A Special Day On Sea Lion Island, Falkland Islands, Dec 29, 2015
Suddenly I saw a shadow. Following the lightning-quick movement with a swing of the lens to the right, I snatched a few shots. And I got one decently sharp! That’s a good start, I said to myself.
Canon 1DX, 100-400mm, f/7.1, 1/2500s, ISO 1600
Porpoising Gentoo penguin.
Just when I was ready to give it a few more tries, I heard thunder in the sky. I looked up and felt some light rain on my face. The light all of a sudden turned dull and dropped three stops.
We stayed for another 15 minutes, until the rain got heavier. Seeing that Mom still didn’t feel well, we decided to head back. Nathan and his son left a minute after we did.
After all that moving around with the 600mm lens and tripod, my back pain came back, and I could feel it each step of the way back. With each step sinking into the mud, it took extra effort to walk. The soreness in my right hip felt like having a screwdriver grinding into me from the right.
The raindrops got bigger and bigger, and we walked faster and faster.
By the time we got back to the lodge, the sky was all dark and it was only 5:30 pm—still more than three hours away from sunset. Well, it looked like there wouldn’t be any sunset. Maybe we didn’t even need to delay our dinner with such weather. Life always threw you a curve when you decided to change plans. Mom was tired, so she lay down in the bed while we were reviewing our photos.
An hour later, the light outside got brighter. Seeing me checking out the light, Mom said, “You and Dad should go out. I will take a nap. Just don’t wake me until after nine.” The clouds were actually still quite heavy, with just a few areas that were thinner, but when the sun shined through those area, it created some short bursts of light.
This time, I only took the lighter lenses, the 100-400 and 24-105mm, while Dad took the 70-200.
Gentoo penguins walking back to their colony. Canon 1DX, 100-400mm lens, f/8, 1/800s, ISO 1600
We wandered around the three Gentoo penguin colonies, trying to create shots, but the light was inconsistent and I didn’t get any shots better than those from the days before. That’s when I saw a guy dashing out of the lodge with a big carbon fiber tripod and backpack. He surely was on a mission. When he walked closer, I could see who it was.
“Nathan, are you heading to the beach?” I asked.
“Yes,” he said without any slowing of his footsteps.
I looked at the edge of the sky and saw an opening on the horizon. It was so thin it was almost invisible. Three miles to the beach, with my back hurting. Could I do that?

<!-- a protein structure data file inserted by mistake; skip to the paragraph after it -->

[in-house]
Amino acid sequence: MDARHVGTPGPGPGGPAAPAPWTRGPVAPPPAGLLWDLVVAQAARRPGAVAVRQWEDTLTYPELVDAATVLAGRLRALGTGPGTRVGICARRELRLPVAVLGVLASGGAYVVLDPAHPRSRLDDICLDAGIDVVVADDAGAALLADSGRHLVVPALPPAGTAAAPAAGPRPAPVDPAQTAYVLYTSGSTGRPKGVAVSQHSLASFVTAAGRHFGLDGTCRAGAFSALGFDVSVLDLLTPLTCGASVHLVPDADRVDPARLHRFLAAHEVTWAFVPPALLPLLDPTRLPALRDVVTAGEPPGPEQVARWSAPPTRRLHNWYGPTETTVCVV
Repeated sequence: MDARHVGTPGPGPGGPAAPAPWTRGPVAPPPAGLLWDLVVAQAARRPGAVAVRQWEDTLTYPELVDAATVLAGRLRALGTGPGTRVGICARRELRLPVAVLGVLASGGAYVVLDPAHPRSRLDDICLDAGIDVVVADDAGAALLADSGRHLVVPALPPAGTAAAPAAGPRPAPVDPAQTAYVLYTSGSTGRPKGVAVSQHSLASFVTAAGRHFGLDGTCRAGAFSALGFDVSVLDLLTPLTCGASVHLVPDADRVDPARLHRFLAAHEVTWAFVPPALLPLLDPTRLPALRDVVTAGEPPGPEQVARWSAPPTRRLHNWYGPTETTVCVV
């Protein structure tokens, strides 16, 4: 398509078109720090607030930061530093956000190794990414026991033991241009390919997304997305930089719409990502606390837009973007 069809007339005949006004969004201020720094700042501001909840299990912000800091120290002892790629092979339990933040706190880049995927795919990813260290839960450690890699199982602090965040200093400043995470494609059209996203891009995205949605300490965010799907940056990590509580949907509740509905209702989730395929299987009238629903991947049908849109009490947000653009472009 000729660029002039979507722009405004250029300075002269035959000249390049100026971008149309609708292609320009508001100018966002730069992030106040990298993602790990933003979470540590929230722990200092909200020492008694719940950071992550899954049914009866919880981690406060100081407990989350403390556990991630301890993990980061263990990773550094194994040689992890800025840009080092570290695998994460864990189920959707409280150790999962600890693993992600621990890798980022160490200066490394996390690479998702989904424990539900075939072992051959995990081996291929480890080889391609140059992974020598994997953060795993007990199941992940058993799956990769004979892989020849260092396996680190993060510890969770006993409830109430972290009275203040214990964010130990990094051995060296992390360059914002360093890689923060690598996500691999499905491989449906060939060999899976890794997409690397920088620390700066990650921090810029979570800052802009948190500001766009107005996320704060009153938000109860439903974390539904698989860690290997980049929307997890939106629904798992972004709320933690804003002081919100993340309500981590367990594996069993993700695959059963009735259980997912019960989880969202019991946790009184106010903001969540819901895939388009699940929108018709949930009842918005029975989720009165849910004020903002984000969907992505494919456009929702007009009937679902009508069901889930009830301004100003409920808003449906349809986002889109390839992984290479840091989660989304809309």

I looked around to find Dad. He was 50 feet away.
“Dad, let’s go to the beach.”
I almost laughed as I walked next to the penguin highway. Nathan had his headlamp on. Dad and I took each step carefully so that we didn’t fall into the holes in this uneven terrain. It was so dark I wondered what we would be able to photograph by the time we got to the beach.
But I also knew clearly that it was the only place I would get a clear wide-angle shot without my own shadows in the way, because there were at least five unique Gentoo penguin colonies near the beach that had an elevation of five feet.
But again, who was I kidding? I saw absolutely no light.
Yet we didn’t give up. Nathan, my dad, and I were the only three on the island that evening to walk to the beach. Sometimes it felt good to do illogical crazy things, even when it felt like we were out of luck.
If I failed, I would have no regrets. I tried my best. I was being me. And it was the thing I truly loved.
I constantly turned back to check if Dad was okay. He was a few feet behind me, photographing along the way, even though there was no light. I had set the camera for him to shoot automatic at f/2.8, so he might get something I didn’t get.
We knew we were close to the colonies when we saw a grassy field. The grass was about one foot high, and sometimes we saw nesting brown skua, and ducks that might have been steamers. We needed to be careful not to get too close to the skua nests, otherwise we would get dive-bombed by those vicious birds. They had no fear of humans. Nothing had a fear of humans on the island.
Just as we stepped onto the grassy field, things changed. A spike of sunlight penetrated the cloud and splashed through onto the whole continent. It was such a contrast to a second ago that our eyes were partly blinded.
Within a few seconds, the sun went back behind the heavy cloud again, and it turned dark.
“We gotta hurry up,” I said as I sprinted forward towards the five elevated colonies. I knew there might be a chance that the sun could break through again.
My brain went through all the images I’d seen of the Falkland Islands. One picture stood out. It’s a shot where the photographer pointed at the sun with a telephoto, with a sunburst right at the edge of a penguin silhouetted against the sky.
I got near one of the colonies and immediately started to crawl low to the ground. Who cared about the pain back? I thought, but I quickly regretted it. The pain was unimaginable, so I quickly turned sideway to take a break. By then, I saw Nathan walking to the colony closest to the sun, while Dad had disappeared. I trusted he was ok, as he had been there just a few seconds before.
Then the sun came through again. I quickly pointed my camera toward the sun, hoping to “recreate” the shot. After a few adjustments of the zoom, I gave up. This wasn’t a shot that really moved me. I just couldn’t click the shutter. I didn’t want to take what others had taken.
The light came to life. It would disappear for one second and then come back, like huge waves moving the sea of gold towards us. With the colonies’ elevated location, the light would shine on them, while anywhere below them would be in shadow.